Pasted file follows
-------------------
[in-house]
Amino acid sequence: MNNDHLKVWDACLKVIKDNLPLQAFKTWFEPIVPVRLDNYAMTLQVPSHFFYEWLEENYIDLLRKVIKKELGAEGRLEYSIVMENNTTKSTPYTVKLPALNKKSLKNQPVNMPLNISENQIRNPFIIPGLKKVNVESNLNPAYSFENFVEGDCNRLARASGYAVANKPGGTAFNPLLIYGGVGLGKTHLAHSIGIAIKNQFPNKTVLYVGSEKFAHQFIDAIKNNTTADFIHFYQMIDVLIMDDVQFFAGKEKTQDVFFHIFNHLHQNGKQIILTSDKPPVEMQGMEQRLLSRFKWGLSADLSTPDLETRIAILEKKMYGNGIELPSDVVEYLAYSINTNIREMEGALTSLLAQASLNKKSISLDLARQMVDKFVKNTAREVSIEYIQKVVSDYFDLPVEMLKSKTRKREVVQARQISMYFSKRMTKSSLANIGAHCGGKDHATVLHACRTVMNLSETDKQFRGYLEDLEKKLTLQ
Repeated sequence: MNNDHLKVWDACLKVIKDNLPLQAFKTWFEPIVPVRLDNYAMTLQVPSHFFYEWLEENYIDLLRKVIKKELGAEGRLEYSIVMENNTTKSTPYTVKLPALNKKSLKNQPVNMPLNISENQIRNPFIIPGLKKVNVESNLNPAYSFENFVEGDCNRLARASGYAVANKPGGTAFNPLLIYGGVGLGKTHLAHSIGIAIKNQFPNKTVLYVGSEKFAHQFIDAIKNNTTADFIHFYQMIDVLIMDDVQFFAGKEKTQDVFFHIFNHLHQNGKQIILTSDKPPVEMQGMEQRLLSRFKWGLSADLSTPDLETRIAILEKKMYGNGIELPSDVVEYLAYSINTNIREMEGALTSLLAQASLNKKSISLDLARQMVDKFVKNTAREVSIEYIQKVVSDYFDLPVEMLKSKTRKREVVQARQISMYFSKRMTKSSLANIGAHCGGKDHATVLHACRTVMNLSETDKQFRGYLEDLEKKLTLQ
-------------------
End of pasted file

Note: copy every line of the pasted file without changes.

[in-house]
Amino acid sequence: MNNDHLKVWDACLKVIKDNLPLQAFKTWFEPIVPVRLDNYAMTLQVPSHFFYEWLEENYIDLLRKVIKKELGAEGRLEYSIVMENNTTKSTPYTVKLPALNKKSLKNQPVNMPLNISENQIRNPFIIPGLKKVNVESNLNPAYSFENFVEGDCNRLARASGYAVANKPGGTAFNPLLIYGGVGLGKTHLAHSIGIAIKNQFPNKTVLYVGSEKFAHQFIDAIKNNTTADFIHFYQMIDVLIMDDVQFFAGKEKTQDVFFHIFNHLHQNGKQIILTSDKPPVEMQGMEQRLLSRFKWGLSADLSTPDLETRIAILEKKMYGNGIELPSDVVEYLAYSINTNIREMEGALTSLLAQASLNKKSISLDLARQMVDKFVKNTAREVSIEYIQKVVSDYFDLPVEMLKSKTRKREVVQARQISMYFSKRMTKSSLANIGAHCGGKDHATVLHACRTVMNLSETDKQFRGYLEDLEKKLTLQ
Repeated sequence: MNNDHLKVWDACLKVIKDNLPLQAFKTWFEPIVPVRLDNYAMTLQVPSHFFYEWLEENYIDLLRKVIKKELGAEGRLEYSIVMENNTTKSTPYTVKLPALNKKSLKNQPVNMPLNISENQIRNPFIIPGLKKVNVESNLNPAYSFENFVEGDCNRLARASGYAVANKPGGTAFNPLLIYGGVGLGKTHLAHSIGIAIKNQFPNKTVLYVGSEKFAHQFIDAIKNNTTADFIHFYQMIDVLIMDDVQFFAGKEKTQDVFFHIFNHLHQNGKQIILTSDKPPVEMQGMEQRLLSRFKWGLSADLSTPDLETRIAILEKKMYGNGIELPSDVVEYLAYSINTNIREMEGALTSLLAQASLNKKSISLDLARQMVDKFVKNTAREVSIEYIQKVVSDYFDLPVEMLKSKTRKREVVQARQISMYFSKRMTKSSLANIGAHCGGKDHATVLHACRTVMNLSETDKQFRGYLEDLEKKLTLQ